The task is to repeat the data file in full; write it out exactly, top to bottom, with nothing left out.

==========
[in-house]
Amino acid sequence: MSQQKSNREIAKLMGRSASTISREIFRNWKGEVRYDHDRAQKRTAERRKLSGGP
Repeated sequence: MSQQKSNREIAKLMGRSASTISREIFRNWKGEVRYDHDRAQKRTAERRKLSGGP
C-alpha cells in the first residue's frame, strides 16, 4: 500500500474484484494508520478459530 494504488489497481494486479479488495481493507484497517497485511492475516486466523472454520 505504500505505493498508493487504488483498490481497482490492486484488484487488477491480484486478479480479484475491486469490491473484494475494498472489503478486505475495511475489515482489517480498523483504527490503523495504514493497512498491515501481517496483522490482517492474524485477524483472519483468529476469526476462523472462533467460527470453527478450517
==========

[in-house]
Amino acid sequence: MSQQKSNREIAKLMGRSASTISREIFRNWKGEVRYDHDRAQKRTAERRKLSGGP
Repeated sequence: MSQQKSNREIAKLMGRSASTISREIFRNWKGEVRYDHDRAQKRTAERRKLSGGP
C-alpha cells in the first residue's frame, strides 16, 4: 500500500474484484494508520478459530 494504488489497481494486479479488495481493507484497517497485511492475516486466523472454520 505504500505505493498508493487504488483498490481497482490492486484488484487488477491480484486478479480479484475491486469490491473484494475494498472489503478486505475495511475489515482489517480498523483504527490503523495504514493497512498491515501481517496483522490482517492474524485477524483472519483468529476469526476462523472462533467460527470453527478450517